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Stand Your Ground motion denied in Janepsy Carballo case

It will be up to a jury to decide if Janepsy Carballo was justified in the killing of the man she said killed her husband.

The Stand Your Ground motion filed by her defense was denied on Friday, based largely on Carballo’s inadvertent confession to a confidential informant who was wearing a police wire to investigate an unrelated drug charge at the pain management clinic where she worked.

“The inescapable conclusion is that the defendant lured the victim to the home and killed him,” said Miami Circuit Court Judge Beth Bloom, reading in court from a statement explaining her decision. “The taped conversation between the defendant and the disclosed confidential source is compelling, incapable of being ignored, downplayed or interpreted in any other manner but one of revenge.”

In May 2008, Carballo shot Ilan Nissim six times in the back and arm when she said he came to her house uninvited. Cellphone records show that she called Nissim three times that day, asking him to come over.

The shooting came one month after Carballo’s husband and toddler son were shot in front of her house. Her son survived; her husband did not. Nissim was a suspect in the murder.

Carballo said her 37-year-old husband, Orlando Mesa, was an “entrepreneur” who worked as a mechanic and was involved in drug dealing. Mesa and Nissim were involved in some business transactions including a $180,000 real estate deal, the defendant said.

Explaining her decision, Judge Bloom read from the transcript of Carballo’s 3 1/2-hour conversation with the confidential informant, quoting the 34-year-old defendant as saying, “An eye for an eye. I want his daughter to grow up without a father just like my son.”

Since the Stand Your Ground statute was passed in 2005, it has been used in “fake defenses” all over the state of Florida, Miami-Dade State Attorney Katherine Fernandez Rundle said in an interview.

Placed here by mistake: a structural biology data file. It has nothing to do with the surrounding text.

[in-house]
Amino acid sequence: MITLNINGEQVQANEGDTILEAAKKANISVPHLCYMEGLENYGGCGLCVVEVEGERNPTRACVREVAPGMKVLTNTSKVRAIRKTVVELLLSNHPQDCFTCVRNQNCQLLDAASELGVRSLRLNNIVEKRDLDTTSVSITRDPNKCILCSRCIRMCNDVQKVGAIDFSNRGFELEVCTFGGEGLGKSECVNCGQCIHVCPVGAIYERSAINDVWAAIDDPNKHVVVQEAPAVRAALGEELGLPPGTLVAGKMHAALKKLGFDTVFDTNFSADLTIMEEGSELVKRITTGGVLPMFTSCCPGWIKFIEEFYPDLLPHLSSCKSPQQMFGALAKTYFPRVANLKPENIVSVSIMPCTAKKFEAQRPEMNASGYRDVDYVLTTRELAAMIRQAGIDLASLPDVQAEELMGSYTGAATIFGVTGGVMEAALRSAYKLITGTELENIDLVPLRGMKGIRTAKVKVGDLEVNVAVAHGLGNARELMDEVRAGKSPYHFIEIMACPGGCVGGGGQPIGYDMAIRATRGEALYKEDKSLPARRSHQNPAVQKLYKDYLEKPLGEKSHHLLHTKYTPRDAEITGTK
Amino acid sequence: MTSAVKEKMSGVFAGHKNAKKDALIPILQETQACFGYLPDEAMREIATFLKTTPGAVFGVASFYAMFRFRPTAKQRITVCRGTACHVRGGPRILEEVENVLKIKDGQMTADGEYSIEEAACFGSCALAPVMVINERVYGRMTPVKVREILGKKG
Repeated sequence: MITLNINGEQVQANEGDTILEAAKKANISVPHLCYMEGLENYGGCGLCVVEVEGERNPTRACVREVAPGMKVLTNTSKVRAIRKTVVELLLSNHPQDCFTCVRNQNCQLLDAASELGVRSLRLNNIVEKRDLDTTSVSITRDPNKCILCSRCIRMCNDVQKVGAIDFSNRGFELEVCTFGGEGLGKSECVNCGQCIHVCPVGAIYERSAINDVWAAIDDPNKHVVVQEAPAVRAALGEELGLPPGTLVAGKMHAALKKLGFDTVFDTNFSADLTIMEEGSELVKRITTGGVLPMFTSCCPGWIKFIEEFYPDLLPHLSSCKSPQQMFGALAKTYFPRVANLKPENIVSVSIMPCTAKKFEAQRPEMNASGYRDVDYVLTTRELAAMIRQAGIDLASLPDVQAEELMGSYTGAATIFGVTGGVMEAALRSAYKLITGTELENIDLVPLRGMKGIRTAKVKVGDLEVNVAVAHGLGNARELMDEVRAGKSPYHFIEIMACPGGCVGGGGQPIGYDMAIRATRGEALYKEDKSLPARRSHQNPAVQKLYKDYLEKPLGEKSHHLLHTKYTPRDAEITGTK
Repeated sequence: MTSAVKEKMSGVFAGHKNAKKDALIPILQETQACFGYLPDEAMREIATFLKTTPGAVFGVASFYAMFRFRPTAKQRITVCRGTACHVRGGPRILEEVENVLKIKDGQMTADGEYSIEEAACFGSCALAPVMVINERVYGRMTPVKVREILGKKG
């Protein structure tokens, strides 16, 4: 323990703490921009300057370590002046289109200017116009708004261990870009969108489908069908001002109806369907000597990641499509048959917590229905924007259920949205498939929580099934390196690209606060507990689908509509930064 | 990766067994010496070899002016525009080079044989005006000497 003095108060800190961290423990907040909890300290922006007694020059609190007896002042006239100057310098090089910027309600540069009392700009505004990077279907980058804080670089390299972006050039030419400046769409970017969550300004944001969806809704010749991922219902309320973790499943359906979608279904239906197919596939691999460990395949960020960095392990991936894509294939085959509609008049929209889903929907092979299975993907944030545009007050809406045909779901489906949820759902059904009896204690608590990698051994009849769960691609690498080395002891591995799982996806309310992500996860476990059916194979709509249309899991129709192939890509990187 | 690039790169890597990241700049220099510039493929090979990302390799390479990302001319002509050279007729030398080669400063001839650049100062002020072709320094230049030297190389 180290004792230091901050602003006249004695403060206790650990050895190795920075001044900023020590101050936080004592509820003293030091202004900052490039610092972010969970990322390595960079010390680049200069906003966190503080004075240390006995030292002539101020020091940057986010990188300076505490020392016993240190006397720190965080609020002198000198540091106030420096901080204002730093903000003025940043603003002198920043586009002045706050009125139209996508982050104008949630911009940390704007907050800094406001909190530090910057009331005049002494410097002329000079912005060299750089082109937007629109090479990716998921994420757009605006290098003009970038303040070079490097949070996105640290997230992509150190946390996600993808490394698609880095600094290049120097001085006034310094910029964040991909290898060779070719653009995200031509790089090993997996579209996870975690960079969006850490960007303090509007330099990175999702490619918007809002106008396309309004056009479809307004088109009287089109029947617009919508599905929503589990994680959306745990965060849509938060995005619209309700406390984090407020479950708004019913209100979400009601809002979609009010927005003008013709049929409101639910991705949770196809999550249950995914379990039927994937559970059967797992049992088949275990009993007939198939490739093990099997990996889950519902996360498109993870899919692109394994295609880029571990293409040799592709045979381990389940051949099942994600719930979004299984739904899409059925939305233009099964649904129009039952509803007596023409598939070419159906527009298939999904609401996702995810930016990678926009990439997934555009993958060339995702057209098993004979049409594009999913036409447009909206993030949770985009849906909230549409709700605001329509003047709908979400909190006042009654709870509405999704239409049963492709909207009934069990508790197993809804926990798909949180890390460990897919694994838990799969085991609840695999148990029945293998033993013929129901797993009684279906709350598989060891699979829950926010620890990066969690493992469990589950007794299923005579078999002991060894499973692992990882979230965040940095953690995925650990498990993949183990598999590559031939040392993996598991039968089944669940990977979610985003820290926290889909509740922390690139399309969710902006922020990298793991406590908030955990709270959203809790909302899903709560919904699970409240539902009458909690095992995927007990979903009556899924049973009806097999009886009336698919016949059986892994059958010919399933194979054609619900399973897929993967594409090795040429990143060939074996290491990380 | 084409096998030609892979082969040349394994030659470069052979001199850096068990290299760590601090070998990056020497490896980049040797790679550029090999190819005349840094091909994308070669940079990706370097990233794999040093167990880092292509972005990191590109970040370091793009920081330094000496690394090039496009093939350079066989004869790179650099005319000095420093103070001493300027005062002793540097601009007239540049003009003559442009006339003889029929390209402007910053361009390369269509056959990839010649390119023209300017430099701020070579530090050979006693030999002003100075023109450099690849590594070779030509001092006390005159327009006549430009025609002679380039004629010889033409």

The controversial law, which eliminated the duty to retreat when threatened, came under scrutiny in February when neighborhood watch volunteer George Zimmerman shot and killed Trayvon Martin, an unarmed teenager in Sanford. Police initially declined to charge Zimmerman when he invoked the Stand Your Ground statute. Zimmerman now faces charges of second-degree murder.

In response to national outcry surrounding the Trayvon Martin case, Florida Gov. Rick Scott commissioned a 19-member task force to make suggestions about the law. Their findings, presented to the state Legislature in November, did not suggest major changes.

Other states have enacted similar laws, which are supported by the National Rifle Association.

Two days before the ruling on the Carballo case, Sen. Chris Smith of Fort Lauderdale introduced a bill in the state Senate to amend the Stand Your Ground statute by removing immunity from prosecution for someone who initiates a confrontation or pursues a victim.

Fernandez Rundle also made suggestions to change the law, specifying that immunity should be granted only to someone “who does not initially provoke the force,” according to documents from the state attorney’s office.

“A lot of people are trying to abuse the good intentions of the statute,” Fernandez Rundle said. Although she declined to comment at length on the pending Carballo case, she said she “appreciated the judge’s order validating our position and our interpretation of the facts of the case.”

Carballo has been charged with first-degree murder. She goes on trial in April.

Follow Anna Edgerton on Twitter @AnnaEdge4.